Last night a woman with a previous caesarean section and prolonged labour kept me awake till she delivered at 6am. Why do they always come in the middle of the night? The call to maternity during the wee hours of the night takes me back to those days of protracted humiliation as a medical student, and those ghastly days of community service, and that shows me up again. For one, obstetrics always gets my knickers in a twist, I can’t seem to act quick enough, I panic deep down and (as usual) in the end you do just fine. But it makes me feel completely inadequate because you always feel like the life and death issue so much more urgent here. And it beats hands down the purity of fighting the social injustice when you do paediatrics. So after my doctor skills get called into action and question at 2am, my focalising eyes are also evaluating the electricity and the carpentry work and my heads spins as I walk away during the full mooned night not just a stress ball of emotions but also notes to self for logistics and pharmacy and more and more and more and more and my heads spins so I don’t sleep.
I fall asleep when I get called again to the ward for 2 babies who just arrived, both facing their first 6 months of life. The odds were against these babies. One had a bulging fontanelle, fever and was having seizures. I put on the works with heart numbing speed trying to halt the ticking hand and left eye but it was just a brief sojourn. My heart fell. The caretakers of the other Baba's sighed in unity. I refused to give up and eventually the seizures abated and I added the antibiotic and then rushed the other triaged with the poorest of prognoses. He, and I say this with a whimper in my voice, was gasping for something and air I suspect was not it. His gasp was his farewell words to his parents and his limp decrepit senile seen-it-all grandfather who had that look in his eyes, as he joins in the fight for his lineage that shows he himself has not yet plateaued. This little one too had the signs of severe complicated meningitis clinically and so I threw all in my arsenal right at him, dextrose, anticonvulsant, antibiotic, steroid and some analgesia. Pain is a killer too. In his case it had something to do with him being born in the vast stretch between here and the next health centre. Both too far outta reach. We need to go to him I guess. His parents assure me they tried everything to get him here, but in Darfur I'm doubtful the Donkey going to get you more than water from the water pump or a head injury, and a car that drives by is probably not going to stop for anything other than that - a drive by shooting! Our referral car has been shot at, the roads are not safe and the number of viable vehicles is not available for ambulances, even makeshift ones implored for by parents of a dying infant. So meningitis rears its ugly head again.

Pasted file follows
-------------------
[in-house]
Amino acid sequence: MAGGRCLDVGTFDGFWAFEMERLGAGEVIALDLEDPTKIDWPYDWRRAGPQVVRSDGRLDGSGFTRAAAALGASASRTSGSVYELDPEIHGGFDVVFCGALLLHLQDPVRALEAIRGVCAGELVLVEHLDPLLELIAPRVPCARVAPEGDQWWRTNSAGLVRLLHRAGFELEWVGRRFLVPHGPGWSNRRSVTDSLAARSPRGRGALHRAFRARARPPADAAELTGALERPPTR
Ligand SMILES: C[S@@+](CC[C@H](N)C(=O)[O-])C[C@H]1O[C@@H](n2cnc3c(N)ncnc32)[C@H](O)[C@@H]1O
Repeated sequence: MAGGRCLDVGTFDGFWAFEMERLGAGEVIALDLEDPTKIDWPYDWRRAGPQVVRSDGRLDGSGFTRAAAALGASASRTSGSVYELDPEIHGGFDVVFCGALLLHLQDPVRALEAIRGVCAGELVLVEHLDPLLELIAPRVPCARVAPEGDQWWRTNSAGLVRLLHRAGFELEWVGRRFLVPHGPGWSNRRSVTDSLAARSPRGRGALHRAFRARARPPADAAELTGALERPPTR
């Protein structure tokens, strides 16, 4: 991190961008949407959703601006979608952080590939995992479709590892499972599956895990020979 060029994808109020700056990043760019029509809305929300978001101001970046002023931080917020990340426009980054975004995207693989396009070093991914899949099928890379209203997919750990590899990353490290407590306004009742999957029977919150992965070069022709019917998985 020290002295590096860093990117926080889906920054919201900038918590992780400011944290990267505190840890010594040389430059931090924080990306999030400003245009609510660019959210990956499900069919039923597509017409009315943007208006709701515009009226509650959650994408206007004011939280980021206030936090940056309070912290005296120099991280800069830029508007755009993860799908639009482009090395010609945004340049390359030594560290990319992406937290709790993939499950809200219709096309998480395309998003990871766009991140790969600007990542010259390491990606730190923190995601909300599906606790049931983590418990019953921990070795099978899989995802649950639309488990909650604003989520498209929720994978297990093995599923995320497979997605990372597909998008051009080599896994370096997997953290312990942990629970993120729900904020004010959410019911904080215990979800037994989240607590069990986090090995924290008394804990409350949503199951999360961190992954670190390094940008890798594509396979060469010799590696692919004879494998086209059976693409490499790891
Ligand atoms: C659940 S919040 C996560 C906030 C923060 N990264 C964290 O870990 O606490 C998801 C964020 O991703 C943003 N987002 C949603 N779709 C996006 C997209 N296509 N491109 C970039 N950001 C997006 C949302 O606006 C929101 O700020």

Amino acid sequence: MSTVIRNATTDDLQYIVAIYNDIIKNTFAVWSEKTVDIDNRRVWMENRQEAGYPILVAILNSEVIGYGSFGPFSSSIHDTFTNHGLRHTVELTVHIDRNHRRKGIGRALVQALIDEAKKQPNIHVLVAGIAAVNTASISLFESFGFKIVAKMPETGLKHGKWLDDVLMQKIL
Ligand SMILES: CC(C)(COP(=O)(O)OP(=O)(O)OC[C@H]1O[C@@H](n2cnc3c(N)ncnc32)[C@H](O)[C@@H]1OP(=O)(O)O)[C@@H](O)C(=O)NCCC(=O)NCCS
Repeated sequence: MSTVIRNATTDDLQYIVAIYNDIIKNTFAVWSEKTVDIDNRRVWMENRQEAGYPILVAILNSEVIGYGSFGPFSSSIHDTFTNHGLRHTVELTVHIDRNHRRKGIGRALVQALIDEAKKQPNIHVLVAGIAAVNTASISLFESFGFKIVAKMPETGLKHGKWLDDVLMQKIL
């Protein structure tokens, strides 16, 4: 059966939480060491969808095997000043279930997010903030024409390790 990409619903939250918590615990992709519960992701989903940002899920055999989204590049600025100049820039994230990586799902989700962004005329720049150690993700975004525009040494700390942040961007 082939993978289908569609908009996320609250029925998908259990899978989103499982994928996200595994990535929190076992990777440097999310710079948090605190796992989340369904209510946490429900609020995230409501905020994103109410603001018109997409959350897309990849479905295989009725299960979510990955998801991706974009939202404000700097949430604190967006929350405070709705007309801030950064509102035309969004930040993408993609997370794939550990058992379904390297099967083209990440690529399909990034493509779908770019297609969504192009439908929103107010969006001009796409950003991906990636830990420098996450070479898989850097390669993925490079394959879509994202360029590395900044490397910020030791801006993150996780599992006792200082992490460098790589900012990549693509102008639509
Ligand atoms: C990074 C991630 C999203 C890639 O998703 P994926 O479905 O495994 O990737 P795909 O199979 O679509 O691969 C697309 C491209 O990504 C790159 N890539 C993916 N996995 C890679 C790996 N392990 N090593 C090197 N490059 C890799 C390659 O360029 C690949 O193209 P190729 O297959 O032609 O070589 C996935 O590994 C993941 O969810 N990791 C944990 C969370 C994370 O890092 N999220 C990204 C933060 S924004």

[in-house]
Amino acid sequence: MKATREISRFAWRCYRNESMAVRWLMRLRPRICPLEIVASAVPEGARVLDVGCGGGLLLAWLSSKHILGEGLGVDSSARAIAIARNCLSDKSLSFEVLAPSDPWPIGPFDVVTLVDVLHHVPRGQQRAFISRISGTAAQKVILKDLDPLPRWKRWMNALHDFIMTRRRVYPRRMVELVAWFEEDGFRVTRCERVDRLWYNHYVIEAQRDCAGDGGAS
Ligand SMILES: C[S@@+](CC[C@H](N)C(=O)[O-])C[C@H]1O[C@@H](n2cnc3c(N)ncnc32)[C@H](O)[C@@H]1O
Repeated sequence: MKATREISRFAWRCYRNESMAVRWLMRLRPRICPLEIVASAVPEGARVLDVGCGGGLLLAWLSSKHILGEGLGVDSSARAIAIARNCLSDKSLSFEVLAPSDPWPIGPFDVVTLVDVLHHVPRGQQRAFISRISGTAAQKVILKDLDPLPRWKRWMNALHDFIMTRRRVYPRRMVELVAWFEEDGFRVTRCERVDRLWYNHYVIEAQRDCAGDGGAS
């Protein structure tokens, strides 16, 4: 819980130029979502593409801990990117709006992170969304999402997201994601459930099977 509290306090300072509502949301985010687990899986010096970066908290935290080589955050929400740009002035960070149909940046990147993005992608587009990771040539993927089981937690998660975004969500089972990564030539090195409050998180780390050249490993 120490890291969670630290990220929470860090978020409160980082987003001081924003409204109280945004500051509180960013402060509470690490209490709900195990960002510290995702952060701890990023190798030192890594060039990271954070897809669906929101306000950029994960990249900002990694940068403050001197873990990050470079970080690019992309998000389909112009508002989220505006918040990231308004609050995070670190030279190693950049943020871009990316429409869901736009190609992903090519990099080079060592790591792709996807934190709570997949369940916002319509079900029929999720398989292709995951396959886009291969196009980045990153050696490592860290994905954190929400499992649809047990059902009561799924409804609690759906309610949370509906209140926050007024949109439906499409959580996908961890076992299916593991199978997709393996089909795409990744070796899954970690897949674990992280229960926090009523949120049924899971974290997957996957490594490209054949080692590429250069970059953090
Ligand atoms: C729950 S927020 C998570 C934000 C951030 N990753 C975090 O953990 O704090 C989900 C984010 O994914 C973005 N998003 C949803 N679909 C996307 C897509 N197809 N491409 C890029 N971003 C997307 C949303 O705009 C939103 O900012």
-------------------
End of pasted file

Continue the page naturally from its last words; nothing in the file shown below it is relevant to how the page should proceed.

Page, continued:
In MSF, in the meningitis belt from Ethiopia to Senegal across 20 countries I find myself inhabiting, it is not the isolated disease you isolate as you would in a Danish hospital. No. Here you get the cases, you spring into action. 700,000 people have succumbed in the last 10 years to it. No time to waste then. You check your stocks of drugs, you make sure your staff know the protocol, make a plan to get specimens to the nearest laboratory 3 hours away by plane, you track the cases and you evaluate the cold chain for vaccines in case of outbreak. Cold chain… Ha! In the desert with no electricity, no open road to get gas… Ha Ha! Some life saving force makes me hold my tongue and not laugh out loud. I just get to work. I check my darling of a person with meningitis who takes five days to smile and something deep within me resonates that there is indeed something precious to hope for sometimes and its this that dissolves away all angst and muddy reasoning.